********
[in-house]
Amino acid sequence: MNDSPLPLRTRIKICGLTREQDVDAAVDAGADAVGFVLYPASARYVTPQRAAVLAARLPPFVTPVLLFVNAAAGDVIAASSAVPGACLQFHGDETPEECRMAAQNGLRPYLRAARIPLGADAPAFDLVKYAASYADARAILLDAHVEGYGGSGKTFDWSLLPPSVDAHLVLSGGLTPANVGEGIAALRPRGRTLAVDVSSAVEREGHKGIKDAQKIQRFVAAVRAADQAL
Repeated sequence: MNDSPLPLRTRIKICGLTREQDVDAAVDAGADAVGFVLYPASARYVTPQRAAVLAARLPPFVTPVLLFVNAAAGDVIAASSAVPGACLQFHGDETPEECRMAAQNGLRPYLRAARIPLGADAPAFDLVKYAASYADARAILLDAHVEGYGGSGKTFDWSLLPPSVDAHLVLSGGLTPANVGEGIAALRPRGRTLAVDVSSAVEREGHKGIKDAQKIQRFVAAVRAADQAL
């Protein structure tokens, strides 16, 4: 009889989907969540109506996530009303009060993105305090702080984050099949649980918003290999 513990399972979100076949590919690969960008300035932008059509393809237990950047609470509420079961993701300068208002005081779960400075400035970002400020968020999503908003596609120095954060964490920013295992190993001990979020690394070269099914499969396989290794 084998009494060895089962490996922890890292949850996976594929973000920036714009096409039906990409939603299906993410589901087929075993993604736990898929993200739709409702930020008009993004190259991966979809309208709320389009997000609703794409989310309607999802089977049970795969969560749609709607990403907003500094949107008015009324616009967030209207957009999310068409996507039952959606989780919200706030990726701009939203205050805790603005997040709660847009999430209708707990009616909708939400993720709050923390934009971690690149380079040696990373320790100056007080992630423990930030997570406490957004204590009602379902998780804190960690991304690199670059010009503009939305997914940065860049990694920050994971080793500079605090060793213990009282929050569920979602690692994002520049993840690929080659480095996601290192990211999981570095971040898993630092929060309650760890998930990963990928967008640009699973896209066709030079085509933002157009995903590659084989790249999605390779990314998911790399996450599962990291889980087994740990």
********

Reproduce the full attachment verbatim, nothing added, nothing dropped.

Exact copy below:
[in-house]
Amino acid sequence: MNDSPLPLRTRIKICGLTREQDVDAAVDAGADAVGFVLYPASARYVTPQRAAVLAARLPPFVTPVLLFVNAAAGDVIAASSAVPGACLQFHGDETPEECRMAAQNGLRPYLRAARIPLGADAPAFDLVKYAASYADARAILLDAHVEGYGGSGKTFDWSLLPPSVDAHLVLSGGLTPANVGEGIAALRPRGRTLAVDVSSAVEREGHKGIKDAQKIQRFVAAVRAADQAL
Repeated sequence: MNDSPLPLRTRIKICGLTREQDVDAAVDAGADAVGFVLYPASARYVTPQRAAVLAARLPPFVTPVLLFVNAAAGDVIAASSAVPGACLQFHGDETPEECRMAAQNGLRPYLRAARIPLGADAPAFDLVKYAASYADARAILLDAHVEGYGGSGKTFDWSLLPPSVDAHLVLSGGLTPANVGEGIAALRPRGRTLAVDVSSAVEREGHKGIKDAQKIQRFVAAVRAADQAL
């Protein structure tokens, strides 16, 4: 009889989907969540109506996530009303009060993105305090702080984050099949649980918003290999 513990399972979100076949590919690969960008300035932008059509393809237990950047609470509420079961993701300068208002005081779960400075400035970002400020968020999503908003596609120095954060964490920013295992190993001990979020690394070269099914499969396989290794 084998009494060895089962490996922890890292949850996976594929973000920036714009096409039906990409939603299906993410589901087929075993993604736990898929993200739709409702930020008009993004190259991966979809309208709320389009997000609703794409989310309607999802089977049970795969969560749609709607990403907003500094949107008015009324616009967030209207957009999310068409996507039952959606989780919200706030990726701009939203205050805790603005997040709660847009999430209708707990009616909708939400993720709050923390934009971690690149380079040696990373320790100056007080992630423990930030997570406490957004204590009602379902998780804190960690991304690199670059010009503009939305997914940065860049990694920050994971080793500079605090060793213990009282929050569920979602690692994002520049993840690929080659480095996601290192990211999981570095971040898993630092929060309650760890998930990963990928967008640009699973896209066709030079085509933002157009995903590659084989790249999605390779990314998911790399996450599962990291889980087994740990």